WASHINGTON — NASA has awarded a third contract for studies designed to identify advanced concepts for airliners that could enter service in 2025, fly with less noise, cleaner exhaust and lower fuel consumption. NASA refers to technology that is two generations more advanced than what is on aircraft in service today as “N+2.”
A team led by The Boeing Company of Huntington Beach, Calif., was selected for a contract worth $5.29 million. The contract has a performance period of one year beginning this month.
As part of the same research effort, NASA previously awarded contracts worth $2.99 million and $2.65 million to teams led by Lockheed Martin in Palmdale, Calif., and Northrop Grumman in El Segundo, Calif.
A key objective of the N+2 research is to ensure the technological elements proposed for meeting NASA’s noise, emissions and fuel burn reduction goals can be integrated on a single aircraft that could operate safely within a modernized air traffic management system.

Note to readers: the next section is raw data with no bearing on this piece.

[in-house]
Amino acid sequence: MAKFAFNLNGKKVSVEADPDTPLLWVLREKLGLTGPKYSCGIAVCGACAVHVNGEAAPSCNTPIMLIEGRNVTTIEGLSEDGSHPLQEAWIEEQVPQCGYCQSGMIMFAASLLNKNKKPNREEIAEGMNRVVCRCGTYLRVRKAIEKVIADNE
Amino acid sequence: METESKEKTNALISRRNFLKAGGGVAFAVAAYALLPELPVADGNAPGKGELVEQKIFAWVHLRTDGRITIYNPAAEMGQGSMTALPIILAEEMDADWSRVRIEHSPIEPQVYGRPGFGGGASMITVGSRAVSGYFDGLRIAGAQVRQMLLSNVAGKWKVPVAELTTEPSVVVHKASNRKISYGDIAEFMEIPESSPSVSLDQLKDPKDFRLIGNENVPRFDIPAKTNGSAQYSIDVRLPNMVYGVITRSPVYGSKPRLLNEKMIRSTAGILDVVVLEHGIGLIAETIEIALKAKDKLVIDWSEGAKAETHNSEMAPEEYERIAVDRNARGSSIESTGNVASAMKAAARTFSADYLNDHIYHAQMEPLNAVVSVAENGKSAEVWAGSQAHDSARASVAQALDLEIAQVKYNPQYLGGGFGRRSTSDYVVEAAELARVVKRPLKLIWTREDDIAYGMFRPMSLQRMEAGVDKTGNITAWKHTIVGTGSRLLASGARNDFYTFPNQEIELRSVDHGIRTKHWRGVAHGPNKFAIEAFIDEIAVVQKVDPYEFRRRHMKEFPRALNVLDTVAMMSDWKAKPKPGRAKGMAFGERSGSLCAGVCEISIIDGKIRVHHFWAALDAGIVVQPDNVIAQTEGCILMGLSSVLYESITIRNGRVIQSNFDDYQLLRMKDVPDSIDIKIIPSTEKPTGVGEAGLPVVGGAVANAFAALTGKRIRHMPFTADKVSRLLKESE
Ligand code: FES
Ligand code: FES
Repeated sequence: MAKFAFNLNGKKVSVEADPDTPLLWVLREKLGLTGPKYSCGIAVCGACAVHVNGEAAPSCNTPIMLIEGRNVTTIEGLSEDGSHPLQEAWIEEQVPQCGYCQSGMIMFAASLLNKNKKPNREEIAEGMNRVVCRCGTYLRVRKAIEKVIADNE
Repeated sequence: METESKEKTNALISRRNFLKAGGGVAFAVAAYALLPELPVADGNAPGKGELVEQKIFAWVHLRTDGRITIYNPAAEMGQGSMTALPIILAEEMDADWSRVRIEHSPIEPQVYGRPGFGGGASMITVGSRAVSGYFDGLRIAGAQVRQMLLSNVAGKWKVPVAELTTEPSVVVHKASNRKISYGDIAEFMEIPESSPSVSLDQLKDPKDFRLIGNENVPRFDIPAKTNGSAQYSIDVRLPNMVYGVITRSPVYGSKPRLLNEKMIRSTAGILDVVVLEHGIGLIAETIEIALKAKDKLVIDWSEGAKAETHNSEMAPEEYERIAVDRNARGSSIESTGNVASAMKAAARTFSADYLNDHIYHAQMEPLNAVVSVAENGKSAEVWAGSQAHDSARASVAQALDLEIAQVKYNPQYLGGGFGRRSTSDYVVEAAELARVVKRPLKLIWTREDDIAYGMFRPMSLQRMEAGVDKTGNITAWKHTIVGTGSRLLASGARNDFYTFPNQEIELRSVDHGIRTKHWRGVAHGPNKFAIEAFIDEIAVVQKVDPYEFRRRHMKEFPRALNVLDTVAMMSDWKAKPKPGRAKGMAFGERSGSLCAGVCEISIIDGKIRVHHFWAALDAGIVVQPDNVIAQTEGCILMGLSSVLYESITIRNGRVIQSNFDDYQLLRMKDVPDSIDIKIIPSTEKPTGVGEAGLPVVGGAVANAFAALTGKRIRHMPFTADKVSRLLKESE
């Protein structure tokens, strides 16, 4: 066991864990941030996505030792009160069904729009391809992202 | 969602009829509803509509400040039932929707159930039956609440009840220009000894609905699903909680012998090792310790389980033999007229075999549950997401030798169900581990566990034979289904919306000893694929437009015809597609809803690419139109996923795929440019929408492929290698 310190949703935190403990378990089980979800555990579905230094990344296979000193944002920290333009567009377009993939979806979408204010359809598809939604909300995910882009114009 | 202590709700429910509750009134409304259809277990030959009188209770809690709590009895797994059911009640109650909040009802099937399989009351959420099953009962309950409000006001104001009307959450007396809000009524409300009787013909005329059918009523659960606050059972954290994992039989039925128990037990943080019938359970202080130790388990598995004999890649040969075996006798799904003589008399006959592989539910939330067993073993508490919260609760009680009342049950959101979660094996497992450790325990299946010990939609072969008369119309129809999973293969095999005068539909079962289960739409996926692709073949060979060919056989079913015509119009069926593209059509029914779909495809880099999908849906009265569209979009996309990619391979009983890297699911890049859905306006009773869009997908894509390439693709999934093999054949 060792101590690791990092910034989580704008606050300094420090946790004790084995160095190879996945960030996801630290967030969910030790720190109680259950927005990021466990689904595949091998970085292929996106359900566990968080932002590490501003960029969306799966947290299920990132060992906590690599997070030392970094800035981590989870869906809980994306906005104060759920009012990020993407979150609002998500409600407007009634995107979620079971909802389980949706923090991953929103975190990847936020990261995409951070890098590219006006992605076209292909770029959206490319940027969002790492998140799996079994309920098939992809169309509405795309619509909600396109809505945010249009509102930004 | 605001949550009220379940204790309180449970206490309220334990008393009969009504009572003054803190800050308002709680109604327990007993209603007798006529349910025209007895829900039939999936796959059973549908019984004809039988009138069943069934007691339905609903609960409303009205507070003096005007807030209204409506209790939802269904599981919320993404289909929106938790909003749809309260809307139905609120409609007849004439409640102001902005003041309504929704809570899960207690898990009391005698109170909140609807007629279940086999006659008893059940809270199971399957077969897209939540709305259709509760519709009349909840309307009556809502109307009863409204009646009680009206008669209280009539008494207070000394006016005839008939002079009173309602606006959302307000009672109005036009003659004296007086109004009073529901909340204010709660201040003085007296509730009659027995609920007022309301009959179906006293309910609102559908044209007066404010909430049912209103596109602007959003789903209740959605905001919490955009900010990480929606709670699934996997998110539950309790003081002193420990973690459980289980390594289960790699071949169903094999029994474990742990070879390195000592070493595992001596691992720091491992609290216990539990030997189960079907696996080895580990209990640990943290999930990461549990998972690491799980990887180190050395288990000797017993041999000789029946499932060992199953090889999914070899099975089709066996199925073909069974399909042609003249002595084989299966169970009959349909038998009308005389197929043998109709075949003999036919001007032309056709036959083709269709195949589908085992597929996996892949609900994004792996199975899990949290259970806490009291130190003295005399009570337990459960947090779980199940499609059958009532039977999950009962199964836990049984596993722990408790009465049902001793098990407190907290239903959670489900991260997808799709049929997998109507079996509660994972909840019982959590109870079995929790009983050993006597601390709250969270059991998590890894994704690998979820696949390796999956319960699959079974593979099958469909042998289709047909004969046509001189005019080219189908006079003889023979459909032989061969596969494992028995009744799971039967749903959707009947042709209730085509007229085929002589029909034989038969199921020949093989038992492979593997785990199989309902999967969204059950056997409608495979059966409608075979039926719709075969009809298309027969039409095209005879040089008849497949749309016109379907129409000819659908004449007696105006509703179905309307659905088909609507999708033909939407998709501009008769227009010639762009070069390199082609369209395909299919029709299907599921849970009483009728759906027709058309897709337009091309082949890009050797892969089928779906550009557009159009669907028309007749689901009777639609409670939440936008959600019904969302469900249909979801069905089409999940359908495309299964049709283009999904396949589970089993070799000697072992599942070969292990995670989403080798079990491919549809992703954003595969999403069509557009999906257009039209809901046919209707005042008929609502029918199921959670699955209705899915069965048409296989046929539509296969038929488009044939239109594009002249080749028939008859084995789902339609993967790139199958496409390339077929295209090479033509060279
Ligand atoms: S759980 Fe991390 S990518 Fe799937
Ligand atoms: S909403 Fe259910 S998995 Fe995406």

The research contracts will identify innovations that will provide the necessary technologies to industry for development and flight demonstrations to support entry into service in the 2025 time frame.
The Boeing team will define a preferred system concept for an aircraft that can achieve speeds up to 85 percent of the speed of sound, cover a range of nearly 7,000 miles and carry between 50,000 and 100,000 pounds of payload, either passengers or cargo.
NASA’s Environmentally Responsible Aviation Project sponsors the studies. The project is part of the Integrated Systems Research Program managed by the agency’s Aeronautics Research Mission Directorate in Washington.
The project is working to develop technology that would enable future aircraft to burn 50 percent less fuel than today’s most efficient models, with 50 percent fewer harmful emissions; and to shrink the size of geographic areas affected by objectionable airport noise by 83 percent.
For information about NASA’s Environmentally Responsible Aviation Project, visit:
For information about NASA’s Aeronautics Research Mission Directorate, visit: